TARIQ ALI’s new book, Pirates of the Caribbean: Axis of Hope, is published by Verso. He can be reached at: tariq.ali3@btinternet.com

 

 

 

More articles by:

Tariq Ali is the author of The Obama Syndrome (Verso).

Weekend Edition
January 19, 2018
Friday - Sunday
Paul Street
Dr. King’s Long Assassination
David Roediger
A House is Not a Hole: (Not) Caring about What Trump Says
George Burchett
How the CIA Tried to Bribe Wilfred Burchett
Mike Whitney
Trump’s Plan B for Syria: Occupation and Intimidation
Michael Hudson – Charles Goodhart
Could/Should Jubilee Debt Cancellations be Reintroduced Today?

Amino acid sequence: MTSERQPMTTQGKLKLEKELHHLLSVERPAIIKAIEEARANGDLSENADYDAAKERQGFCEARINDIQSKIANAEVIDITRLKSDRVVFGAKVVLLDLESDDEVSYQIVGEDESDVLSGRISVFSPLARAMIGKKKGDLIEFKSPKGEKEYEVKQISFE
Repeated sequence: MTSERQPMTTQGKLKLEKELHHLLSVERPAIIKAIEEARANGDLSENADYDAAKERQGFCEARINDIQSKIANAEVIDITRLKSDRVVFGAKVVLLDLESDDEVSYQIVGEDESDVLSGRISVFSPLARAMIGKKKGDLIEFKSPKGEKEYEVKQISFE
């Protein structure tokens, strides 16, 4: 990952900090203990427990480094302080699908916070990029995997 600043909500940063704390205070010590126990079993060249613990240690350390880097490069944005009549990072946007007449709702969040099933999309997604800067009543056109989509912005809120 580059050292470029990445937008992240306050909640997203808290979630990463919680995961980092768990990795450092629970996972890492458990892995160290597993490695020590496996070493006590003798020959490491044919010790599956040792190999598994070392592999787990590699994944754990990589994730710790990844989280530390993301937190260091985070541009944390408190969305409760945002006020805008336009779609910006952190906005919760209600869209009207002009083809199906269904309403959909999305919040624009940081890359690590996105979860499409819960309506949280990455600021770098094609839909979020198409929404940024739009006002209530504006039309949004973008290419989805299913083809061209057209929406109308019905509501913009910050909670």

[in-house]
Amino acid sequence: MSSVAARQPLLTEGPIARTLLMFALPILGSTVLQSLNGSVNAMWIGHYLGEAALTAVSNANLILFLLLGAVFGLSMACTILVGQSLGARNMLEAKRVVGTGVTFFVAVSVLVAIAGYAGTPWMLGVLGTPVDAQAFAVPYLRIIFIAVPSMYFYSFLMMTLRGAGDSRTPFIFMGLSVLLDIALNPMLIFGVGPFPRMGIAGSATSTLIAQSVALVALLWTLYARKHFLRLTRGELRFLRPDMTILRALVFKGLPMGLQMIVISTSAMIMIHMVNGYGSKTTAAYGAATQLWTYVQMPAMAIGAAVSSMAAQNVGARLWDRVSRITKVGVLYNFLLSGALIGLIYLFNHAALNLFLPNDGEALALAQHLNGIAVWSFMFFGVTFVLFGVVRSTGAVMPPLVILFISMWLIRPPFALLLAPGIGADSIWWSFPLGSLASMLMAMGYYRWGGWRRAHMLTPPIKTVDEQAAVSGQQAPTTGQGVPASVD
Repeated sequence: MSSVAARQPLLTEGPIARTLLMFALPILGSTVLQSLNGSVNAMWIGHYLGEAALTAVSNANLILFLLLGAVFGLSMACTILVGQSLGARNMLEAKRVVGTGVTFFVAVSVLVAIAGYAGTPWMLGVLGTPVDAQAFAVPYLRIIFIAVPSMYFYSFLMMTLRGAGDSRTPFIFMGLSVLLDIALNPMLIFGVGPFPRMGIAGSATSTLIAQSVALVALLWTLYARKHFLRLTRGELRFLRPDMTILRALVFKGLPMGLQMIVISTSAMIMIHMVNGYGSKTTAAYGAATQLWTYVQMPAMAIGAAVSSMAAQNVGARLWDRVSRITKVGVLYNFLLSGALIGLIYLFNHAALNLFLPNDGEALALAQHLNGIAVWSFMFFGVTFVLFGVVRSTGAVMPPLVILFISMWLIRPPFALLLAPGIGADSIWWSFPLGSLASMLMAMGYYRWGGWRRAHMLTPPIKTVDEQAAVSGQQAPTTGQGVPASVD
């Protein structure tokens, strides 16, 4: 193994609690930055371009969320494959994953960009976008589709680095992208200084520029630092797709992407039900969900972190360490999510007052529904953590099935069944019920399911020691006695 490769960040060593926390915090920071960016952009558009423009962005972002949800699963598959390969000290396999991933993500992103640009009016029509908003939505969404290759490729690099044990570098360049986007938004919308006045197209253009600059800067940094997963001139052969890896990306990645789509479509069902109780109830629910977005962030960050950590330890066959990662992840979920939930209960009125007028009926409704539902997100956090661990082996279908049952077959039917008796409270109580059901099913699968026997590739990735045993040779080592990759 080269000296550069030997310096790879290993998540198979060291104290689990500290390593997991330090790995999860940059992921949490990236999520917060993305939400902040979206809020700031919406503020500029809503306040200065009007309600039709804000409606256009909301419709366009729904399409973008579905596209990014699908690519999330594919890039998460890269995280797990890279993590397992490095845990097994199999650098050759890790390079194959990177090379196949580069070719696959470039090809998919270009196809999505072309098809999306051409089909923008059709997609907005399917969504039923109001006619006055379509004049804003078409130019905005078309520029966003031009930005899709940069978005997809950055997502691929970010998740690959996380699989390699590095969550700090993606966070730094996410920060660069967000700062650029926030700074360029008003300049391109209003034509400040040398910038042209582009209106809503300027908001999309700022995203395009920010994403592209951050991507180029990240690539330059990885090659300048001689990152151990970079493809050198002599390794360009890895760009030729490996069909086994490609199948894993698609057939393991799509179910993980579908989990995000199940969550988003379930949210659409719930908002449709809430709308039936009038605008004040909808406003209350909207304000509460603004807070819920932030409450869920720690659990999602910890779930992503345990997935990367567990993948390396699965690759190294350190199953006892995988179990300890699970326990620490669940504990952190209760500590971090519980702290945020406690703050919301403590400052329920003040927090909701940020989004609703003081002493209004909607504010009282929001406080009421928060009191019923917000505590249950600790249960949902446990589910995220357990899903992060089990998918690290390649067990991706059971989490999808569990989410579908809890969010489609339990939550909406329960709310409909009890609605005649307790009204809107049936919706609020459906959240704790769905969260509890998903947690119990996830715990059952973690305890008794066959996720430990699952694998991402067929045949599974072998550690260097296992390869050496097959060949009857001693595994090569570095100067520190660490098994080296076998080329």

Marshall Auerback – Franklin C. Spinney
Boss Tweet’s Generals Already Run the Show
Andrew Levine
Remember, Democrats are Awful Too
James Bovard
Why Ruby Ridge Still Matters
Wilfred Burchett
The Bug Offensive
Brian Cloughley
Now Trump Menaces Pakistan
Jeffrey St. Clair
The Keeper of Crazy Beats: Charlie Haden and Music as Force of Liberation
Robert Fantina
Palestine and Israeli Recognition
ADRIAN KUZMINSKI
The Return of the Repressed
Mel Gurtov
Dubious Partnership: The US and Saudi Arabia
Robert Fisk
The Next Kurdish War Looms on the Horizon
Lawrence Davidson
Contextualizing Sexual Harassment
Karl Grossman
Disaster Island
Thomas S. Harrington
What Nerve! In Catalonia They are Once Again Trying to Swear in the Coalition that Won the Most Votes
Pepe Escobar
Rome: A Eulogy
Robert Hunziker
Will Aliens Save Humanity?
Jonah Raskin
“Can’t Put the Pot Genie Back in the Bottle”: An Interview with CAL NORML’s Dale Gieringer
Stepan Hobza